Soccer fans of the Inland Northwest: Iceland needs you.
On Saturday morning, Lionel Messi of Argentina will be streaking toward goal at the World Cup in Moscow.
Standing in his way will be 35-year-old Iceland defender Kari Arnason, who once played at Gonzaga for a coach from Iceland who still lives in Spokane.
The odds aren’t good. Messi is a five-time world Player of the Year.
Arnason once made the West Coast Conference all-league team – honorable mention.
But he did it in a Gonzaga uniform. That should be reason enough for local soccer fans to buy a Viking helmet, a red-white-and-blue Icelandic flag and get behind one of the most improbable success stories in sports history.
Iceland – which, with a population of 330,000, is smaller than Spokane County – is playing on the sport’s biggest stage for the first time since the World Cup began in 1930.
While the United States national team stumbled in Trinidad on the final day of qualifying last year, Iceland played with icewater in its veins for two solid years to reach the World Cup.
Now they’re in the 32-team finals, which begin Thursday. Iceland opens Saturday at 6 a.m. Pacific Time at Spartak Stadium in Moscow against Messi and powerful Argentina.
Some Icelanders have waited a lifetime for this moment.
“I’ll be watching on TV,” said Einar Thorarinsson, who retired last fall after 23 seasons as head coach at Gonzaga.
Thorarinsson will also be watching the realization of a dream that seemed ridiculous during a youth spent practicing on snow-covered fields just south of the Arctic Circle.
A contender to play midfield for the national team, Thorarinsson left his native Reykjavik at 17 to play collegiately in the United States.
He returns to his native country regularly, unable to miss the progress of Icelandic soccer – in facilities, coaching and opportunity for every child who wants to play.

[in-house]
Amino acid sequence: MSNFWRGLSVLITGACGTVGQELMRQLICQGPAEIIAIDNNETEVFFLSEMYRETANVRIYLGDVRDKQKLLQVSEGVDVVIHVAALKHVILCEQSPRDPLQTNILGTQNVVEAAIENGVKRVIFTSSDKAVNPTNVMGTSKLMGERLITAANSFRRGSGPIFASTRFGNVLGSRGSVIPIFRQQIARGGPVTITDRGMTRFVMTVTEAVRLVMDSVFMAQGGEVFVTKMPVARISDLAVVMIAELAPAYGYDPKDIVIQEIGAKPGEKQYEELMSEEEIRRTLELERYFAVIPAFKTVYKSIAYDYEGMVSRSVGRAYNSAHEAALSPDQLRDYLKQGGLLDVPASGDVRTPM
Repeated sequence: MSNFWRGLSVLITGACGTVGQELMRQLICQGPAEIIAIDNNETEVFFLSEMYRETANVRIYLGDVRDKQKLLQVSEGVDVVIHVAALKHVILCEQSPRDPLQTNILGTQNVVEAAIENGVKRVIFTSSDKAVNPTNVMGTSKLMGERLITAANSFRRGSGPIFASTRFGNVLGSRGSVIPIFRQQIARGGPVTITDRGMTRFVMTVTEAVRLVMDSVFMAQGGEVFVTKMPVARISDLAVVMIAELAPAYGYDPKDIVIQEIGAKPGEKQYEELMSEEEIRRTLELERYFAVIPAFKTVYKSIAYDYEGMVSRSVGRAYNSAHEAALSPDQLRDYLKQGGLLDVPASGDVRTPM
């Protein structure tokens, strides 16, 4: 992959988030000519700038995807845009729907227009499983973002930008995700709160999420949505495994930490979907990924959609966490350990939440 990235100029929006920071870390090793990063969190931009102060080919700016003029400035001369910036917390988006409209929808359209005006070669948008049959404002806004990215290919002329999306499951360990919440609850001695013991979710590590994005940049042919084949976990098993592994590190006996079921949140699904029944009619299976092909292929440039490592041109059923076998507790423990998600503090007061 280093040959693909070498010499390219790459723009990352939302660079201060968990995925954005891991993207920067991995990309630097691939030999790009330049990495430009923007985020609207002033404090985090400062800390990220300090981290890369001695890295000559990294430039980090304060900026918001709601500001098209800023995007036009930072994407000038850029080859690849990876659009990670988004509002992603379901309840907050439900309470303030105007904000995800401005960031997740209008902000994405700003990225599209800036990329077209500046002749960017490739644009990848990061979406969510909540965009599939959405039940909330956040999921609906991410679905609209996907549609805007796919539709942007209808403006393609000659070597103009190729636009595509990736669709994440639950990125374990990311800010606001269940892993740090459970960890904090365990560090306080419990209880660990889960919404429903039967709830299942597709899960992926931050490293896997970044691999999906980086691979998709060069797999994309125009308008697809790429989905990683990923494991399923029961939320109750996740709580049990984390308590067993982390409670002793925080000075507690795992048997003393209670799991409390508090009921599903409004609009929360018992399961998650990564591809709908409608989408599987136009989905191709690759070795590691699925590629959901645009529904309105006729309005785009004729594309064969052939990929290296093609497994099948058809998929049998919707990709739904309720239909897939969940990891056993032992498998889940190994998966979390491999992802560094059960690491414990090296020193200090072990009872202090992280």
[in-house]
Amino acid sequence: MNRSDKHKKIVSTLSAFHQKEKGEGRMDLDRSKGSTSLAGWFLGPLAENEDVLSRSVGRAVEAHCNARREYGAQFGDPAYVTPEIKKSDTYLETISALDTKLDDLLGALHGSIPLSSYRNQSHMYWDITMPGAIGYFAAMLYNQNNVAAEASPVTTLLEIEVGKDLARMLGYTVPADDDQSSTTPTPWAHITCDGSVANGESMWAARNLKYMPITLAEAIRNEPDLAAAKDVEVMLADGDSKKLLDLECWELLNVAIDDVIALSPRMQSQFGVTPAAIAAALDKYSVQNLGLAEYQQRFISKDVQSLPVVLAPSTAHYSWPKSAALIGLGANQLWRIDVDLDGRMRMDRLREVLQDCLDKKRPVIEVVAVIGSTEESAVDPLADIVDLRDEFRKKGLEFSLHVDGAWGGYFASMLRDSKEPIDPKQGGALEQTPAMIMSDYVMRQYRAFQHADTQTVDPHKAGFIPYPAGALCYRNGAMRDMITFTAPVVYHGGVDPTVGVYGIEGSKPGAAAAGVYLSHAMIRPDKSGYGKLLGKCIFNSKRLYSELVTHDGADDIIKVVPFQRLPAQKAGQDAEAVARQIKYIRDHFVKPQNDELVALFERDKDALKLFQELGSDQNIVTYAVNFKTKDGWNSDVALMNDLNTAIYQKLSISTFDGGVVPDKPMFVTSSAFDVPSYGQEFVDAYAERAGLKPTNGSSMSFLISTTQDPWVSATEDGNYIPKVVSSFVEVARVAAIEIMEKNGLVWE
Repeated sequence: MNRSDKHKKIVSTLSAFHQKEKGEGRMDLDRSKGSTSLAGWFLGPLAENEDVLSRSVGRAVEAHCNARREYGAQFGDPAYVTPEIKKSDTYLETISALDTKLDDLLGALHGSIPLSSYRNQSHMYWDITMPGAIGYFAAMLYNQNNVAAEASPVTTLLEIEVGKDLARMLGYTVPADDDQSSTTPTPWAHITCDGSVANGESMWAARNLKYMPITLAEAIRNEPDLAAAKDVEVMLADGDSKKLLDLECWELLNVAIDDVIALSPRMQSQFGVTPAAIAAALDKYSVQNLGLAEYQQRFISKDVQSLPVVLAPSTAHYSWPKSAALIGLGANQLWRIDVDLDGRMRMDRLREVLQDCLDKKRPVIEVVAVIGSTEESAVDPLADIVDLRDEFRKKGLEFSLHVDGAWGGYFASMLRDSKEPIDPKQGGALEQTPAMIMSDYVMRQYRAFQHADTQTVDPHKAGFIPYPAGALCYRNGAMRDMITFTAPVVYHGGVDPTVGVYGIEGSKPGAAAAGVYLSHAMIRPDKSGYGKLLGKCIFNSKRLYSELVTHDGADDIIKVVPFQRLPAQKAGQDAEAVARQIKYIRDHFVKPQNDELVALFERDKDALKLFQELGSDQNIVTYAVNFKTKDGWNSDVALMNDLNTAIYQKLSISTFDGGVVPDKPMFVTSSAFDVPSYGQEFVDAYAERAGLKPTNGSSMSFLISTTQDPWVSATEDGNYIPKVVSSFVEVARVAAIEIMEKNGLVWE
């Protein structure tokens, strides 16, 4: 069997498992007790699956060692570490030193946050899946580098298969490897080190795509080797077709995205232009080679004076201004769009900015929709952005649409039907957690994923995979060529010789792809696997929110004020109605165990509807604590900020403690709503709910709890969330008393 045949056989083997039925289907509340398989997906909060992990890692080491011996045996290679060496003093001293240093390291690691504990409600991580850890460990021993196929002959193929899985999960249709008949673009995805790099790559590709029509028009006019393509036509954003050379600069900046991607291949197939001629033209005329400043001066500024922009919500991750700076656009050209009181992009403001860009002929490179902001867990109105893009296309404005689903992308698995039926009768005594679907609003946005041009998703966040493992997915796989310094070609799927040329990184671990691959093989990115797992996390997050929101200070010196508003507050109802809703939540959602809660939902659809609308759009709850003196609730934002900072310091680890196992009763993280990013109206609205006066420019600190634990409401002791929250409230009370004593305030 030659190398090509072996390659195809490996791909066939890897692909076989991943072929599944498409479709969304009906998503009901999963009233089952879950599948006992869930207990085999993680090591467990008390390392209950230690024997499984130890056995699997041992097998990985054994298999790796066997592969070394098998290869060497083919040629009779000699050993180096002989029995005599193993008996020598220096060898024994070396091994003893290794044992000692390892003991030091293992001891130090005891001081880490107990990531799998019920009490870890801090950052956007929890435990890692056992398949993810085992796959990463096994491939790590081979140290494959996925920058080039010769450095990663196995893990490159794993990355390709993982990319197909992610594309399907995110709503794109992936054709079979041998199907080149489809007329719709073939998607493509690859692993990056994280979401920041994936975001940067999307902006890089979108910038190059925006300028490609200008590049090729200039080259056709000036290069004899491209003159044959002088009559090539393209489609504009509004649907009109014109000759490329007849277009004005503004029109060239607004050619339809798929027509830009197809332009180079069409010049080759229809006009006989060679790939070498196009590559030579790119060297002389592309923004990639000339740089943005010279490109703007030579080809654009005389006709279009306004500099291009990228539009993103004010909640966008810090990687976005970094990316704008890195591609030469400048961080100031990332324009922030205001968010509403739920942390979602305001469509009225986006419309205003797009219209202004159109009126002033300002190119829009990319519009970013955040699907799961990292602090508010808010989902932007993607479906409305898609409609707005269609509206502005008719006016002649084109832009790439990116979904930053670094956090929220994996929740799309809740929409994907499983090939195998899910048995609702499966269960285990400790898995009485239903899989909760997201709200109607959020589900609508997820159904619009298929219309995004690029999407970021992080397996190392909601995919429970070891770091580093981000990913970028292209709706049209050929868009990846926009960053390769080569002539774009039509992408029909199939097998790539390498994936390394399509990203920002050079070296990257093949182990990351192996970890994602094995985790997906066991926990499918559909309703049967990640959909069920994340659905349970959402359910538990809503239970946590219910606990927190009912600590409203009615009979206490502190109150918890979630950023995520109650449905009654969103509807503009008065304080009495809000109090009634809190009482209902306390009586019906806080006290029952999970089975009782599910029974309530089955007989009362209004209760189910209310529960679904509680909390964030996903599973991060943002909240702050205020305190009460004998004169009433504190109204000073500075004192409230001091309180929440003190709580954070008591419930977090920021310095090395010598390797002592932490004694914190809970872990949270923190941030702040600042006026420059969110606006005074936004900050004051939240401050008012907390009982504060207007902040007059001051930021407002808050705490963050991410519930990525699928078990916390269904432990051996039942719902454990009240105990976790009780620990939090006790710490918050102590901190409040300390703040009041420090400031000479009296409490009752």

“All the kids are exposed to sports, and they have the best coaches,” said Thorarinsson, who in recent years has marveled at the rise of indoor practice facilities around the country.
“And when it’s nice outside, they can play in the midnight sun,” he said.
They also get to learn the Viking War Chant, a symbol of Iceland’s recent success. Before, during and after matches, fans chant and raise their hands to the heavens before clapping in unison.
However, coaching and facilities and Nordic karma only go so far. Iceland is enjoying a golden age of soccer talent, but should give Thorarinsson and GU some props.
Arnason arrived in Spokane in fall 2002, the product of Thorarinsson’s Icelandic ties.
“I saw him play when he was very young,” said Thorarinsson, who stays in touch with Arnason via email. “He was a very good ball-handler – you could tell he was a very good ball-handler.”
A midfielder at GU in 2002 and 2003, Arnason played 26 matches before transferring to Adelphi University in New York.
Now a central defender, the 6-foot-2 Arnason went pro in 2005, playing in Iceland, Denmark, Cyprus, England and most recently with Aberdeen in the top Scottish league.
Arnason also made his national debut in 2005, and has been a fixture since, with 67 appearances and five goals.
Success didn’t come until the 2016 European championships, when Iceland reached the quarterfinals after a shocking 2-1 win over England.
Iceland took that momentum into World Cup qualifying, where it finished atop a group that included Turkey, Ukraine, Croatia, Finland and Kosovo.
Next up is Argentina, a two-time world champion with aspirations of winning another.
“It’s a team effort,” Arnason told the BBC earlier this week. “If you get singled out by (Messi), then just about any defender in the world knows how that is going to end up.”
“He can make you look silly, like an absolute amateur,” Arnason said.
However, a loss to Argentina wouldn’t end the dream, as Iceland need only finish in the top two in a group that also includes Nigeria and Croatia.
“Everyone in the group can steal points from anyone,” said Arnason. “It will go down to the wire to see who qualifies.”
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